Surname: Red Foxglove
Latin name: Digitalis purpurea
Other names: Fuchskraut, Waldgl? Ckchen
plant family: Plantain
Number of species: /
circulation area: Europe
original distribution area: Central Europe
Location of the plant: sunny; sour soils
Blдtter: egg-shaped, long-term
Blьtezeit: June August
Hцhe: 0.5 - 2.0m
Older: two-year-old plant
use: medical use
Plant information: Red Foxglove
Of the Red thimble or Digitalis purpurea belongs to the family of plantain and was originally native to Central Europe, but today is also found in North America and southern regions such as Morocco. The thimble is a two-year-old plant whose up to two-meter high stem is formed from a rosette. The foliage of this herbaceous plant consists of ovate, slightly pointed leaves with long stems, their numerous flowers are arranged like grapes on long flowering stems and remind in their funnel-shaped appearance on FingerhÃ¼te. They reach a length of up to six centimeters and appear in deep red or bright pink color and have dark purple, white edged patches on the inside. After the flowering season from June to August about 12 millimeters long capsule fruits develop from flowers.
The Red Foxglove is found in the wild on forest edges and clearings and prefers sunny or partially shaded locations. It thrives in nitrogen-containing, acid loamy soil and does not tolerate lime. Because of its extremely attractive flowers, the fairly undemanding plant in Europe is successfully cultivated in many gardens. However, because the red foxglove is extremely poisonous, the cultivation of this plant should be done with utmost care. Especially when small children have access to a garden, fingerhats pose a great and sometimes life-threatening danger.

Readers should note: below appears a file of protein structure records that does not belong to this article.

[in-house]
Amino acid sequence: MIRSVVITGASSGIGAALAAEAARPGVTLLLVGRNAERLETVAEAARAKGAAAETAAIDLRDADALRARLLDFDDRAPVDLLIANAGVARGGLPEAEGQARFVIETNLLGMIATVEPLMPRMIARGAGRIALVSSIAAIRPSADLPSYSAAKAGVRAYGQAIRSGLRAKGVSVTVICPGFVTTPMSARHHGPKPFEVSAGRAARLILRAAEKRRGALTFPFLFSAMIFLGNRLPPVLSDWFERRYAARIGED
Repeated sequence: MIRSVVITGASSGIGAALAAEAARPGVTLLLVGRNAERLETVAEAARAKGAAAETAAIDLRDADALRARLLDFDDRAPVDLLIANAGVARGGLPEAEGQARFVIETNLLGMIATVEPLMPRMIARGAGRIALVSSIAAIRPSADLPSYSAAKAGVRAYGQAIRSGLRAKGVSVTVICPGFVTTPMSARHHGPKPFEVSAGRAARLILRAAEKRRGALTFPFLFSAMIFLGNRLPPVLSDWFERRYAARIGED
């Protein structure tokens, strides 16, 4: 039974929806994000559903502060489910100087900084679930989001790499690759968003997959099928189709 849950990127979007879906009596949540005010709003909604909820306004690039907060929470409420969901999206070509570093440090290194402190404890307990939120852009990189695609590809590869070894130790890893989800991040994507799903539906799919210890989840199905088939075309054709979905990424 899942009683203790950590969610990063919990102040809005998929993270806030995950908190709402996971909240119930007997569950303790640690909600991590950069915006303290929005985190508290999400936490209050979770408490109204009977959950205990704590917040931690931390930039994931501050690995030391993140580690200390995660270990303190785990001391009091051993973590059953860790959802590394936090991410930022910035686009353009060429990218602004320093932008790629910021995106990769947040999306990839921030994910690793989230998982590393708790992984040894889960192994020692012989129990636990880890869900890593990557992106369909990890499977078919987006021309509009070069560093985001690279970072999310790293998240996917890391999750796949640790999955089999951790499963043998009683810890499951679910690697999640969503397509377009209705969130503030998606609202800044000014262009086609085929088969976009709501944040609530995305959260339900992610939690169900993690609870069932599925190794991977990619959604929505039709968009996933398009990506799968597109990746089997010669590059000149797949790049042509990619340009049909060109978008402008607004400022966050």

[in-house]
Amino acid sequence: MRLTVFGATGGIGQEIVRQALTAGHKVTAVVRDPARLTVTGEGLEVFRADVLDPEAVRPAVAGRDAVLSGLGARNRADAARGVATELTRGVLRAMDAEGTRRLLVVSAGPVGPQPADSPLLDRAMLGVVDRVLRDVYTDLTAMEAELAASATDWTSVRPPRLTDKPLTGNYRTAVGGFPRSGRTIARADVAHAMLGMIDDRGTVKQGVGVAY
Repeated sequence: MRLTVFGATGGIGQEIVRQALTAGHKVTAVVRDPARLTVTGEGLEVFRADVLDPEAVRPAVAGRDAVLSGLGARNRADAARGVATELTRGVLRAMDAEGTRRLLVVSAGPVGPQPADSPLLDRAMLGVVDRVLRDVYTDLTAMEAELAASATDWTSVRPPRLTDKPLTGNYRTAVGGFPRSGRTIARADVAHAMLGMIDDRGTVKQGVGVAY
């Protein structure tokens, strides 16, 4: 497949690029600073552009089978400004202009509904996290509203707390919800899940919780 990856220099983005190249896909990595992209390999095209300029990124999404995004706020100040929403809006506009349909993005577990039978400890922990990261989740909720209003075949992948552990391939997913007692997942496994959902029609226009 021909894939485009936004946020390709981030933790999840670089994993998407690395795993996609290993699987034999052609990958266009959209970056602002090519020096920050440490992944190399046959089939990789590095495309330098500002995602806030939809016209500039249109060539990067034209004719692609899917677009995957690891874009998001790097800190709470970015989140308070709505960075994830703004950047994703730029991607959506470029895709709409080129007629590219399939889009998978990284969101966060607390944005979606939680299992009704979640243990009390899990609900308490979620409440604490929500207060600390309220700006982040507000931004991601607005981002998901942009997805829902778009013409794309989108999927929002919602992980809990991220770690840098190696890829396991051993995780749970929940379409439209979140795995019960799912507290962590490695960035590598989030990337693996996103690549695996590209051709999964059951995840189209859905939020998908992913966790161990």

The digitalis glycosides contained in this plant lead to poisoning when eating the parts of the plant, which causes severe nausea, vomiting, blue lips and severe abdominal pain. In severe cases, if there is no treatment, death due to cardiac arrest will occur.
Although the plant is highly toxic, its derived from the leaves ingredients are used in numerous medicines. Such preparations are effective against cardiac arrhythmias, palpitations, angina pectoris and edema.
While the plant was completely unknown in ancient times, it was widely used in the Middle Ages in Europe, especially in Ireland and England. In Ireland, where faith in elves and trolls is firmly rooted in national cultural heritage, the Red Foxglove enjoyed a particularly important position as a symbolic plant in numerous legends about the Elven people. Even today, the thimble flowers remind many people of the stylized in many representations high flower hats of elves.
This information is for scholastic work only and is not intended to identify edible or inedible plants. Eat or Never use found plants or fruits without appropriate expertise!
Pictures: Red Foxglove